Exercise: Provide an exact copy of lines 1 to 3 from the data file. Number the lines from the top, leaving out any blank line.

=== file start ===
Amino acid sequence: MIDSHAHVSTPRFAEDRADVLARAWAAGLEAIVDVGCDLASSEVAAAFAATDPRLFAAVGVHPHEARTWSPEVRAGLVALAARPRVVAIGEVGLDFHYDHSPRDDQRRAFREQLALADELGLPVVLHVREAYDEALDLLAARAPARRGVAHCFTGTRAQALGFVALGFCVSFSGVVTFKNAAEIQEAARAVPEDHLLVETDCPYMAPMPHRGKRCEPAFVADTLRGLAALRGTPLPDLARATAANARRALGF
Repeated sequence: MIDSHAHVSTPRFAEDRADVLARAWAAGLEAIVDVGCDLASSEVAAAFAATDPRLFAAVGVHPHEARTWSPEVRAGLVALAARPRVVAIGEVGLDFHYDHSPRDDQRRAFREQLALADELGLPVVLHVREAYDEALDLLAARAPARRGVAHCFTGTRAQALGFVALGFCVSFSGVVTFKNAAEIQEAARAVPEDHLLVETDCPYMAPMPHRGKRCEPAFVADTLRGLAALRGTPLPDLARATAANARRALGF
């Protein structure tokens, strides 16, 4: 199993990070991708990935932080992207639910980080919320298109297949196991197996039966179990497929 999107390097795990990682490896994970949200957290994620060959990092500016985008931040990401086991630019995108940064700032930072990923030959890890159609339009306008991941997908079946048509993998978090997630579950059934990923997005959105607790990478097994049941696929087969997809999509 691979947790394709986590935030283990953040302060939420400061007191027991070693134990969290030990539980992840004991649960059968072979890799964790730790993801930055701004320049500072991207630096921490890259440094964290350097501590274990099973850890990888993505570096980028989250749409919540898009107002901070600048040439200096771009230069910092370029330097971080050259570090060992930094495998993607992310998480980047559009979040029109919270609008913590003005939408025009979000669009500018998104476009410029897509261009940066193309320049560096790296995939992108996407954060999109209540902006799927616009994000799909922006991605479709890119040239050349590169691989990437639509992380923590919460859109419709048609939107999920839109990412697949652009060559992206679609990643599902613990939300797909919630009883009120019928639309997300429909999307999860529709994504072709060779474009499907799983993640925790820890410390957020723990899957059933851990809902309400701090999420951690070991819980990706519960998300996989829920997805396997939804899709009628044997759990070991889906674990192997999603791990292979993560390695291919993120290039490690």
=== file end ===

Amino acid sequence: MIDSHAHVSTPRFAEDRADVLARAWAAGLEAIVDVGCDLASSEVAAAFAATDPRLFAAVGVHPHEARTWSPEVRAGLVALAARPRVVAIGEVGLDFHYDHSPRDDQRRAFREQLALADELGLPVVLHVREAYDEALDLLAARAPARRGVAHCFTGTRAQALGFVALGFCVSFSGVVTFKNAAEIQEAARAVPEDHLLVETDCPYMAPMPHRGKRCEPAFVADTLRGLAALRGTPLPDLARATAANARRALGF
Repeated sequence: MIDSHAHVSTPRFAEDRADVLARAWAAGLEAIVDVGCDLASSEVAAAFAATDPRLFAAVGVHPHEARTWSPEVRAGLVALAARPRVVAIGEVGLDFHYDHSPRDDQRRAFREQLALADELGLPVVLHVREAYDEALDLLAARAPARRGVAHCFTGTRAQALGFVALGFCVSFSGVVTFKNAAEIQEAARAVPEDHLLVETDCPYMAPMPHRGKRCEPAFVADTLRGLAALRGTPLPDLARATAANARRALGF
């Protein structure tokens, strides 16, 4: 199993990070991708990935932080992207639910980080919320298109297949196991197996039966179990497929 999107390097795990990682490896994970949200957290994620060959990092500016985008931040990401086991630019995108940064700032930072990923030959890890159609339009306008991941997908079946048509993998978090997630579950059934990923997005959105607790990478097994049941696929087969997809999509 691979947790394709986590935030283990953040302060939420400061007191027991070693134990969290030990539980992840004991649960059968072979890799964790730790993801930055701004320049500072991207630096921490890259440094964290350097501590274990099973850890990888993505570096980028989250749409919540898009107002901070600048040439200096771009230069910092370029330097971080050259570090060992930094495998993607992310998480980047559009979040029109919270609008913590003005939408025009979000669009500018998104476009410029897509261009940066193309320049560096790296995939992108996407954060999109209540902006799927616009994000799909922006991605479709890119040239050349590169691989990437639509992380923590919460859109419709048609939107999920839109990412697949652009060559992206679609990643599902613990939300797909919630009883009120019928639309997300429909999307999860529709994504072709060779474009499907799983993640925790820890410390957020723990899957059933851990809902309400701090999420951690070991819980990706519960998300996989829920997805396997939804899709009628044997759990070991889906674990192997999603791990292979993560390695291919993120290039490690």